Miracles do happen, and on the eve before Thanksgiving, I'm going to be grateful for them. :) Today's NY Times (long regarded by conservatives such as moi as the anathema of our existence) has an article discussing whether or not a world free of genetic disease would be a good thing; if we're aborting all these kids, what does that mean for the ones already born, and what about late-onset genetic problems, such as deafness or Huntington's Disease? What about genetic diseases that don't impair cognitive function? Etc.
I was thrilled to read this on several levels. As we know, I'm a member of this community, and the idea that women would intentionally abort folks like me because we're "too much trouble" or something along those lines makes me shudder. Sounds a little like Nazi science to me, killing people because they're inconvenient. Brrr. The article mentioned a study that says 16% of women are more likely to have an abortion if the genetic problem doesn't affect the cognitive function of the child, which CF doesn't, but that still leaves a lot of kids in the cold, especially those with Down Syndrome, etc.
My favorite part of the article is this bit:
Lisa Hedley, whose 10-year-old daughter has dwarfism, said the condition is usually not detected prenatally. It is so rare that it has traditionally not been considered worth the expense of the genetic test. Soon, though, pregnant women may be offered a gene-chip technology that can perform hundreds of tests at once for a few hundred dollars.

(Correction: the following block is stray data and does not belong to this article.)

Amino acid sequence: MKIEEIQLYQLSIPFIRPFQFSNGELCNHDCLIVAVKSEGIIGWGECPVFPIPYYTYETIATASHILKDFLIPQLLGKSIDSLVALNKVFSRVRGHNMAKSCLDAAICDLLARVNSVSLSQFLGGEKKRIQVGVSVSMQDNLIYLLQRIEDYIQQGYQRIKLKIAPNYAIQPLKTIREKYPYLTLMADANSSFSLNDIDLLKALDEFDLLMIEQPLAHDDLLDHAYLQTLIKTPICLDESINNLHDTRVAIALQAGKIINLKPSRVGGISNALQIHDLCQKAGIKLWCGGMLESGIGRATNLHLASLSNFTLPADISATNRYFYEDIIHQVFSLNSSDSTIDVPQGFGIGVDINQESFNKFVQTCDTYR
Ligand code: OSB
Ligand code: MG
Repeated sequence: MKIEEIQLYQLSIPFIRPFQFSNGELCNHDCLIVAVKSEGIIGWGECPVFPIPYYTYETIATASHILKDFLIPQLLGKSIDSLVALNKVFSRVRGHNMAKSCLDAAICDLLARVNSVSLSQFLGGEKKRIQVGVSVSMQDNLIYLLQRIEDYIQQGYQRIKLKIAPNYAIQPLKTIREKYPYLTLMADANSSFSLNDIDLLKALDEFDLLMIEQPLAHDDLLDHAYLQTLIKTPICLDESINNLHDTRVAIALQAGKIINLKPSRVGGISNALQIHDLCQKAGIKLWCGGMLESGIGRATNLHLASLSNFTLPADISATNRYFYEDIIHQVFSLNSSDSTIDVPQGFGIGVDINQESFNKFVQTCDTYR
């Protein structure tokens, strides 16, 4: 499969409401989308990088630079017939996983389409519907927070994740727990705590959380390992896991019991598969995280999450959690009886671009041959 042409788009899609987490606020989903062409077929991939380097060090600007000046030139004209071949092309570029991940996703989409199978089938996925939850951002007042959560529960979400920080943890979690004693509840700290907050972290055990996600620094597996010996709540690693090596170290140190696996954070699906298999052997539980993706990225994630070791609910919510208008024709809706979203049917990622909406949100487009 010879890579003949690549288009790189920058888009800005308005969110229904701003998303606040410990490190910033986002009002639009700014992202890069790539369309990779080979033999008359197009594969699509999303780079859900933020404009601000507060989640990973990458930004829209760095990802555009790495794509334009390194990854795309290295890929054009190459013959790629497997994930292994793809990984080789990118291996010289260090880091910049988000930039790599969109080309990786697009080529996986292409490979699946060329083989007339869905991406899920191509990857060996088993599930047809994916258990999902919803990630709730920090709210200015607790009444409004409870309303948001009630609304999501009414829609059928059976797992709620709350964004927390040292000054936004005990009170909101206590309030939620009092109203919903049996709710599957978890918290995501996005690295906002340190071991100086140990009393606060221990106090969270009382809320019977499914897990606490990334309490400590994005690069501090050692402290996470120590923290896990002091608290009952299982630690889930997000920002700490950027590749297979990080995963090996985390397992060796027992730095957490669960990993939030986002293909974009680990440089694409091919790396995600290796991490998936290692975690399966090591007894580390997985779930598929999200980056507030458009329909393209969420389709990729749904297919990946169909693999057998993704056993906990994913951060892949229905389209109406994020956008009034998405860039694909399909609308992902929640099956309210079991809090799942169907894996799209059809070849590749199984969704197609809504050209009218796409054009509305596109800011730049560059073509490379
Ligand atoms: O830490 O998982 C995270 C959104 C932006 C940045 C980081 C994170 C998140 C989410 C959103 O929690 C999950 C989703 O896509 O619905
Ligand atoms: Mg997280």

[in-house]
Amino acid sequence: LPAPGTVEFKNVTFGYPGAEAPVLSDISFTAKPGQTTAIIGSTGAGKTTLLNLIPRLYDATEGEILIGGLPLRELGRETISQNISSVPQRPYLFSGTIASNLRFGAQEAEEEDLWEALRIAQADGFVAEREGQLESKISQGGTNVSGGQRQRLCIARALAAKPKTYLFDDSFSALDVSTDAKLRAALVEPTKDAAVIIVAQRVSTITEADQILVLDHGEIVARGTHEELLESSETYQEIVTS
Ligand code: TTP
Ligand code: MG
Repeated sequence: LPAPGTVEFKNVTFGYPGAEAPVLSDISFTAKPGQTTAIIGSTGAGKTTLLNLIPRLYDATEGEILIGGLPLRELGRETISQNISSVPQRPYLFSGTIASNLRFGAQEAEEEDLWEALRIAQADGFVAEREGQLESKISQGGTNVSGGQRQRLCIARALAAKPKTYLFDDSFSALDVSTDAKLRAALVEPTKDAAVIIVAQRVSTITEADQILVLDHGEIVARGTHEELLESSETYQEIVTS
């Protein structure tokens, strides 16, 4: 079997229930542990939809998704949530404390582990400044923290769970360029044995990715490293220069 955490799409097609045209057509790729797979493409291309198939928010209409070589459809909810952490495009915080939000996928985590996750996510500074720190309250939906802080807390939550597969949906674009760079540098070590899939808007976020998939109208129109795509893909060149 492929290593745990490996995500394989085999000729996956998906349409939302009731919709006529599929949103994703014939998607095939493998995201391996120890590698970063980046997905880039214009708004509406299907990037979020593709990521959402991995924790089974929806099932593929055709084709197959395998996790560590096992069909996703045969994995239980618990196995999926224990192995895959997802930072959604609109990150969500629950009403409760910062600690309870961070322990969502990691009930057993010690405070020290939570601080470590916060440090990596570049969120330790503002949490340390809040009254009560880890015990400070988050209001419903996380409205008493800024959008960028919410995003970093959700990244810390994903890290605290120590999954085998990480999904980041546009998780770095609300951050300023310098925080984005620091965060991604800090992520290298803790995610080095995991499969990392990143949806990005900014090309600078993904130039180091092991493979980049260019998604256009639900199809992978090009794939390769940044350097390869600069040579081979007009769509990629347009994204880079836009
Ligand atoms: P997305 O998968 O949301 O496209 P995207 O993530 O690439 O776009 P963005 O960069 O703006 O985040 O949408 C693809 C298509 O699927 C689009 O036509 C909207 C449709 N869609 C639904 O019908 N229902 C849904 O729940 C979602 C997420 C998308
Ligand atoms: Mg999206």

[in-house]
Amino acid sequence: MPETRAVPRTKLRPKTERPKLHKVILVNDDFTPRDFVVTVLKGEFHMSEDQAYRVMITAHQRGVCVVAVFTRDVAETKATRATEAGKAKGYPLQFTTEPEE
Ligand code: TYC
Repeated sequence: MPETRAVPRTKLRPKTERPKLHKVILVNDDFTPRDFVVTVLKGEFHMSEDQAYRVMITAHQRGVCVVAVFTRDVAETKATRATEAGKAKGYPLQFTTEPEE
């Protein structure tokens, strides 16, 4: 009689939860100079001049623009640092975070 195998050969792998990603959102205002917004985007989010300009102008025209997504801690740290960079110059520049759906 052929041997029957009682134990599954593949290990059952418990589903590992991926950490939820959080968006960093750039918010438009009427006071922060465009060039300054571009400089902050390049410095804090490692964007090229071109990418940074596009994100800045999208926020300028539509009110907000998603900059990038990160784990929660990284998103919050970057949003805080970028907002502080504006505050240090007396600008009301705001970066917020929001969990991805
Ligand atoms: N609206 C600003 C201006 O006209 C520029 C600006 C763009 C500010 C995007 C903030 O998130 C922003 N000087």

"It's so complicated," said Ms. Hedley, president of the Children of Difference Foundation. "Would I choose to have my child have a disability? Oh my goodness, no. It's difficult for her. It's difficult for everyone. But difference is what makes the world go round."
Amen, Ms. Hedley. A lot of these kids can live normal lives, go to school, have friends, love, learn, go to college, etc. We just need help along the way, in the forms of therapies and other mechanisms. I never wanted to feel like a victim, and when people treated me like one it made me mad! Only by being in the world and with people do people learn to accept others that aren't like them. Not that I loved being a first-person teacher on CF for most of the people I know, but it's better for them and it's better for me, because they can explain it to other people so that more people don't carry around the wrong impression.
Also, genetic disease has a component of mutation involved; I'm pretty sure that's what happened in my case. As much as we would like to be able to, we can't control the human genome entirely. It's a living thing that creates what it will. Spontaneous mutations will always happen. So no matter how much we try to manipulate it, we're really fighting a losing battle. So isn't it better to spend research money on treatments and cures as opposed to tests to find out if the babies have certain diseases? If we can cure/treat these conditions better, then the changes for a normal life, already pretty fair for a lot of cases, can go even higher, which will encourage parents to have the children. Everyone wins.